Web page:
The Gender Index is an innovative tool developed by WIPS – The Center for the Advancement of Women in the Public Sphere, which serves to evaluate gender inequality in Israel across a spectrum of fields over time. The 2017 Gender Index is based on the calculation of gender inequality in Israel in twelve key domains: education, the labor market, gendered segregation of professions, poverty, power, media and culture, health, violence against women, time and family status; as well as gender inequality in the periphery and gender inequality in Arab society in Israel.
The Gender Index’s contribution lies in its systematic examination of data in a variety of spheres over several years, to provide an overall depiction of the state of gender inequality in Israel.
The Gender Index takes into account aspects of gender inequality that address issues of diversity and deep social structures of inequality, such as Arab society, gendered segregation in the workforce, and violence against women.
The Gender Index is a tool to develop public discourse and awareness regarding the varied expressions of gender inequality. Furthermore, as a monitor of the status of women in Israel, it is a powerful tool for evaluating Israeli state policies and
The most significant finding of the Gender Index is that the gender inequality situation in the last year of measurement (2015) is almost identical to that in the first year of measurement (2004). Despite slight fluctuations over the years, there has been no significant improvement in gender inequality in Israel for over a decade except in the domain of higher education.
A certain decrease of inequality is particularly evident in three domains: Arab Society, Poverty, and Power (Political and Economic). However, this decrease derived in part from a general deterioration in employment conditions for both men and women and not from an improvement in women’s situation. It should also be noted that despite this slight improvement, the depth of inequality across all domains remains high and stable, particularly in the Power, Labor Market, and Gendered Segregation of Professions domains.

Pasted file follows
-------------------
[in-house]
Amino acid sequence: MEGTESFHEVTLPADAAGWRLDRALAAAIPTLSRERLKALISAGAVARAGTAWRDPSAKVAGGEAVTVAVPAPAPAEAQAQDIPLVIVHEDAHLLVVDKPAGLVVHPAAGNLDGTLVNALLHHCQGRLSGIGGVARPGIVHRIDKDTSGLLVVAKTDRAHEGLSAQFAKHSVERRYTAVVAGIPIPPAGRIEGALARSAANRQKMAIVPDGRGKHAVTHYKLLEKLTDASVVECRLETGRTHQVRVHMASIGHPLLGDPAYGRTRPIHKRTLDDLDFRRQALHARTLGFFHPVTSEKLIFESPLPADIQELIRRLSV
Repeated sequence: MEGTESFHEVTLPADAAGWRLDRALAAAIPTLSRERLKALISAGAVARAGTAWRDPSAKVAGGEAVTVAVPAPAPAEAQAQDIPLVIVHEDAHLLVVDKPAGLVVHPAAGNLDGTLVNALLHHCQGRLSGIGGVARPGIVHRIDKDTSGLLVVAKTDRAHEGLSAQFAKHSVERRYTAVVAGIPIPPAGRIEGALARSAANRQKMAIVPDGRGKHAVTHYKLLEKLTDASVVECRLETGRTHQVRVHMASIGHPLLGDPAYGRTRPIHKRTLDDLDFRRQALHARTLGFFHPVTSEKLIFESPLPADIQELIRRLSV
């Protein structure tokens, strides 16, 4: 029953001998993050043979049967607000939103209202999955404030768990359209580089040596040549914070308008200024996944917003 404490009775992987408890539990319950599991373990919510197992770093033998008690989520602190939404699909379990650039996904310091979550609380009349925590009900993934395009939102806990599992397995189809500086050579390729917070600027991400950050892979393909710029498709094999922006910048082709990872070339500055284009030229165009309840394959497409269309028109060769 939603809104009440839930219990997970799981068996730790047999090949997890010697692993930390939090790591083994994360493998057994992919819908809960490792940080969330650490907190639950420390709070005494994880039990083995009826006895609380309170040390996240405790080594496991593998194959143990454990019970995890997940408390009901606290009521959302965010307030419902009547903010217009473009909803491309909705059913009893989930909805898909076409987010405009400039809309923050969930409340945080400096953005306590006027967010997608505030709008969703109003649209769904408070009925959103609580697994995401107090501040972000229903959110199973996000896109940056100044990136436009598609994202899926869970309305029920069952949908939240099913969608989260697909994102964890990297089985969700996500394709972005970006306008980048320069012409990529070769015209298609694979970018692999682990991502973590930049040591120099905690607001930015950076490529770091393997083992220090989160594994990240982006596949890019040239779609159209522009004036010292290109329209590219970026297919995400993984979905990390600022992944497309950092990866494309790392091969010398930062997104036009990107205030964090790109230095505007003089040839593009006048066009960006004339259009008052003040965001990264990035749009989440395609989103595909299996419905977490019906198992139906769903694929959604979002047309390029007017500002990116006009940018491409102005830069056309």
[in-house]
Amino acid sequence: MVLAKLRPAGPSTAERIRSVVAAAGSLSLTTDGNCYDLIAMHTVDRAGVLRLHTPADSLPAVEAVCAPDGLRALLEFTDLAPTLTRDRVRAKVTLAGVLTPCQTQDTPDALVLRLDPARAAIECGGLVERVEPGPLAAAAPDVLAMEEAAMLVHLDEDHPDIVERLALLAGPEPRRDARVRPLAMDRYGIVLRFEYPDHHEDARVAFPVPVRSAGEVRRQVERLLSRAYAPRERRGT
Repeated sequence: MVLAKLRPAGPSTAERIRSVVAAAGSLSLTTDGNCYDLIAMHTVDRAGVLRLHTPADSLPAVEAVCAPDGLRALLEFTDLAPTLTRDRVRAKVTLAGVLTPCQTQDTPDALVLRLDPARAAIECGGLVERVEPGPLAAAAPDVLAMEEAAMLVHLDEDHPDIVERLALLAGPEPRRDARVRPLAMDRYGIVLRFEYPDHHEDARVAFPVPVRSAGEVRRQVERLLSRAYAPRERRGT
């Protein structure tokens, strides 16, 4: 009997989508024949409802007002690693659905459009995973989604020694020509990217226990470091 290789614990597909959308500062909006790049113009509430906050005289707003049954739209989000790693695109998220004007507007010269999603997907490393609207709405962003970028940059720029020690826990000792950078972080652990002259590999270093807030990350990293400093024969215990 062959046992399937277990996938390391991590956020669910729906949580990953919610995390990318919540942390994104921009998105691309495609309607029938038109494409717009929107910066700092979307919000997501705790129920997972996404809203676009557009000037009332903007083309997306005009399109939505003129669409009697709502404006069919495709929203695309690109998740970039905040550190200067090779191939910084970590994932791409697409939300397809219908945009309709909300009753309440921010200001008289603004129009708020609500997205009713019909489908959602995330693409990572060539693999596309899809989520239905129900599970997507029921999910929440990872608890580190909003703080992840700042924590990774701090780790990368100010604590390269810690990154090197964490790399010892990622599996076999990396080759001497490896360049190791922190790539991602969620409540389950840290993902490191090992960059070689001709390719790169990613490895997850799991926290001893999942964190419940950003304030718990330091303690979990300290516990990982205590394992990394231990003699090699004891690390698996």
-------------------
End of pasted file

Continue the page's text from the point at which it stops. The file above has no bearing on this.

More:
In order to expand our understanding of the gendered structure of the labor market, we added in the 2017 Gender Index a focus on Precarious Employment through several new indicators. These include the number of monthly salaries employees receive during the year (indicating the number of employees who are not employed throughout the year); the number of people who work in more than one job simultaneously; and the rate of employees who earn less than the minimum wage. Combined together, these indicators depict the increasing precariousness of the labor market and working conditions in the current economy. This new data reveals and strengthens our understanding that a precarious labor market negatively affects and harms women more than it does men.
An in-depth examination of these data: decreased inequality in Education versus stasis in Power and Labor Market, yields two principal insights: the first is that although women are investing time and effort in acquiring the tools for integration in the labor market, segregation within higher education is still deep, and this is one of the main causes of gender inequality in this domain. The second, non-contingent, insight is that we need to seek an explanation for the gender gap in the deep structure of the Labor Market, which does not take the domestic realm into account. This structure is in large part a function of the gendered distribution of roles with regard to home and family care. It negatively impacts women’s ability to achieve positions of political and economic power. Women are perceived as secondary in the labor market, trespassers in a realm that is not theirs. Hence, the responsibility should not be placed on women alone, but on society as a whole.